You made it; now you should be able to exploit it. What if we wanted to share it out? What if we wanted to build things with people who have shared interests, but live across the globe? What if we wanted to set our works free, or contribute to something larger than ourselves? Open licenses for content and code are at the ready and have allowed us to put our collective creativity into the commons how and when we wish to. The Creative Commons, the GNU Public License, and others have been critical in allowing this to happen.

(We are making headway)

The good news is, we are making headway together.

(CC state of the commons slide)

While there are real threats to this (such as the Trans Pacific Partnership), we’re actually sitting on the most robust commons we’ve ever had. Countless free and open source software projects provides technical infrastructure that we rely on every day. Content and code and data are being put into the commons at a rate that should make every single one of us smile.

So let’s talk about the potential we have at hand. Let’s talk about a commons-based future.


For the next couple minutes, I’d ask you to close your eyes.

Yes, close them.

Take a long deep breath, and check the backs of your eyelids for holes. You won’t need to look at any slides. Just imagine this.



In a commons-based future, educational opportunity is ubiquotous.

Think: Anyone who wants to learn can learn. The only barrier to education is the willingness to try. And when you try, you have a pool of shared knowledge at your fingertips that we could have only dreamt of in the past. You don’t think in terms of a textbook, because the web is your learning platform, and you own your educational future. And when you want to know more, you’re connected to other citizens who share your thirst for knowledge. You begin to string together digital artifacts along your journey, and you can see how others navigated the seas of open educational resources before you. You create your own pathwayss that others can follow after you move on. You participate in the commons.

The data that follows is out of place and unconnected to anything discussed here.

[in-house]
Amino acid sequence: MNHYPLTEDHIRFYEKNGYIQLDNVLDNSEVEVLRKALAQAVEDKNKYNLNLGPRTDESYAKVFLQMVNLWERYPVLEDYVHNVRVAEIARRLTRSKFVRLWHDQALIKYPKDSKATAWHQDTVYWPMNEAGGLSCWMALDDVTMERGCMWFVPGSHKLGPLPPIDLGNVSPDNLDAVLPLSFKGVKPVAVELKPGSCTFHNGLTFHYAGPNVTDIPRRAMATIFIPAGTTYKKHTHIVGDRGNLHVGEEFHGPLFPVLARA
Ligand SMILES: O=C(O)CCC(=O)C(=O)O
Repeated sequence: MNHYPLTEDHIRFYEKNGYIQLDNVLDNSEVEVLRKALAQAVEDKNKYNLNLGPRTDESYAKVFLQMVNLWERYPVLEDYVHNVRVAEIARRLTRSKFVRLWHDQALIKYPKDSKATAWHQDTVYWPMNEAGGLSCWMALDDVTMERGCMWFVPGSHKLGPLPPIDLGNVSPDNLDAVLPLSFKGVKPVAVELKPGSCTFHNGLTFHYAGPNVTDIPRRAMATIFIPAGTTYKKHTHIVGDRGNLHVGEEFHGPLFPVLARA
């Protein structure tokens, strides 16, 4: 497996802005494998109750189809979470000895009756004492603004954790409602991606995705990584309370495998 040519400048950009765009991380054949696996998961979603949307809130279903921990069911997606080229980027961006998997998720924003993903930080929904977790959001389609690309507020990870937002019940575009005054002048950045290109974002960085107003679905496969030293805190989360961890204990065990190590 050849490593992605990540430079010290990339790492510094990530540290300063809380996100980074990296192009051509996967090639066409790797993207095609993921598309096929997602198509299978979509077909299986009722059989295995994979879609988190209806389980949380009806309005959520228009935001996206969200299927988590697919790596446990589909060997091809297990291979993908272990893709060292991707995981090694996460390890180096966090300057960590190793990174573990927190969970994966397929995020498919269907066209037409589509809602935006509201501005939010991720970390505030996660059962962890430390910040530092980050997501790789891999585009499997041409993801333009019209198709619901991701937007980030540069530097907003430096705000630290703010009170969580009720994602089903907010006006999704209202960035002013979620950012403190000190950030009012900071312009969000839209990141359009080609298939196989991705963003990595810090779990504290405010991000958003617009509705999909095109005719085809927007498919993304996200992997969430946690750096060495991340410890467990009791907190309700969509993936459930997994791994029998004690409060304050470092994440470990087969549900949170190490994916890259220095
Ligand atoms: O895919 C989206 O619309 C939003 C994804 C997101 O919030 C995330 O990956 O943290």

You have the world’s cultural heritage available to you. You search the archives of thousands of museums in hundreds of countries, and help curate collections of millions of images and sounds and videos that tell the story of our world before now. You can see streams of artifacts flowing into the commons as new discoveries are unearthed. You can walk the halls of the Louvre or the Smithsonion or any number of places anywhere on earth that you’ve always wished to see. When you find something truly compelling, you take a 3d scan of it and print it at the local library. You place your hands on history, work with it, play with it, understand it. You make new things from the things of ages past. You breathe life into history. You participate in the commons.


You stand on the shoulders of giants and tap into a distributed body of research that spans all domains of science. You have access to the latest studies and reports, and to the underlying data and code that produced them. You can ask questions of the data that no one thought to do, or was able to before it was free. You make visualizations from it that help others find meaning in it. You thumb through sciencific studies being done all over the world in real-time. You can be a part of a community of enthusiasts who push the limits of what it means to be a citizen scientist. Science, for you, is a living breathing thing, and you’re participating in the commons.


Government operates openly, bringing a heightened level of transparency and efficiency. Civic data is a few keystrokes away, and the governmet invites you to make the data more useful and consumable. Legislation is codified and publicly versioned, and you’re notified when a change is proposed or made to the laws you care the most about. Citizens are more informed and involved in the ways their tax dollars are spent, and they support government leaders who work to ensure this transparency continues in perpetuity. You have knowledge about your community and your world in the palm of your hand. You’re participating in the commons.

This commons-based future isn’t a fantasy, as you may have begun to think. Every one of the advantages and capabilities and freedoms I mentioned a minute ago are based on technology we have today. And each of them is happening somewhere in the world, but none of them are happening everywhere in the world. By participating in the commons, we can work towards a future where more people have a life that involves the commons. The commons can grow.

(4 slides about domains)


We are opening up education.

We are opening up culture.

We are opening up science.

We are opening up government.

(final slide)

So, a final thought from the inventor of the World Wide Web, which turned 25 years old last year.

From Tim Berners Lee:


In software, "open" refers to free or open-source software, standards, data, platforms, access and scope. These push control to the edge, where innovation thrives. Open platforms let users choose which software to install. The open-data movement seeks to boost governments' economic efficiency, knowledge and public trust by liberating people's data. Like decentralisation, openness empowers people, contributing to the innovation that produces economic and social gains.